(ABOVE: An empty Pershing Field—photo taken February 18, 2020)
In an announcement earlier today, Mayor Steven M. Fulop stated that the anticipated budget impact of Coronavirus will approach $70 million for Jersey City alone. He estimated that the City will face a $50 million in revenue loss coupled with $20 million in added expenses in response to the health crisis, and is looking to state and federal government for assistance with the recovery.
“There’s no playbook for us to follow on this and we are looking to save money wherever possible to minimize the impact for residents,” said Fulop. “It’s going to take time for us to recover, for our restaurants and small businesses to bounce back from this unimaginable crisis. That’s why we need help from the state and federal level.”
The losses take into account significant impacts to the Payroll Tax, economy layoffs, businesses being closed down, and the lack of Municipal Court fines, Construction Code fees, parking enforcement—among other critical financial factors.
The added $20 million in costs include unanticipated emergency purchases, increased health benefit costs, overtime, etc. All of this comes on top of fixed statutory obligations such as pension payments, health benefits, and union-negotiated salaries.
“The City Council is focusing not only on our response to this current crisis and what our residents are going through, but we also need to plan for what lies ahead and that reality comes with some really tough decisions,” said Council President Joyce Watterman. “I’m really proud of how Jersey City has been a leader for others to turn to during times of hardship, and I know we’ll tackle the next difficult phase that we all inevitably face. It’s the unfortunate truth, but it’s better to be prepared than be blindsided.”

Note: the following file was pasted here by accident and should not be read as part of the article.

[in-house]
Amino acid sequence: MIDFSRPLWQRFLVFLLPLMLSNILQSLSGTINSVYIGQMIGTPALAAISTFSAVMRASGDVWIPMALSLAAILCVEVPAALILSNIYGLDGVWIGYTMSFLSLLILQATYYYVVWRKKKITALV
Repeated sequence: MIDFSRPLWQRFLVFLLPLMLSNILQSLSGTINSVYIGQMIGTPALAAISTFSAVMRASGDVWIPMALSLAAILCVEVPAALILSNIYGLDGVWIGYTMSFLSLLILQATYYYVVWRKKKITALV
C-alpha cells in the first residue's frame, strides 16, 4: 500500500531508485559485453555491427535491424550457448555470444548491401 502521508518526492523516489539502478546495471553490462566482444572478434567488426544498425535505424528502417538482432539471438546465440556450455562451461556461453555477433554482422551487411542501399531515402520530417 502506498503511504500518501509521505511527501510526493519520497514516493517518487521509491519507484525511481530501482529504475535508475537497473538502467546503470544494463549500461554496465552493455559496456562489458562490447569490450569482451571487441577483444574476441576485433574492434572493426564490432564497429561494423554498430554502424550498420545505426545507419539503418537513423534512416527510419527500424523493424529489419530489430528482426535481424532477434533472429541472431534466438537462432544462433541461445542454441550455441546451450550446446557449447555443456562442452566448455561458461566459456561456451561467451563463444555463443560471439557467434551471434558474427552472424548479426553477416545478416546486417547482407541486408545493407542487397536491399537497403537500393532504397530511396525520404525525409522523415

Jersey City faces a wide array of economic impacts—including tourism to transportation—which make its situation relatively unique in the face of this health crisis.
“Per the Mayor’s direction, since day one of this crisis we’ve been carefully monitoring and reassessing potential implications of recent economic conditions,” said John Metro, Director of the city’s Department of Finance. “We are working to re-evaluate our city’s needs in a thoughtful and practical way to continue to harness a stable tax rate, while maintaining the critical services our residents rely on.”
The coronavirus comes just months after the City of Jersey City dealt with a mass shooting last December, which also had a significant impact on municipal resources.
“We’ve had two major crisis in the last few month here in Jersey City. The first, on December 10th with a mass shooting. And now, this international pandemic. I have no doubt that as long as we all work together, we’ll come out stronger on the other side of this,” concluded Fulop.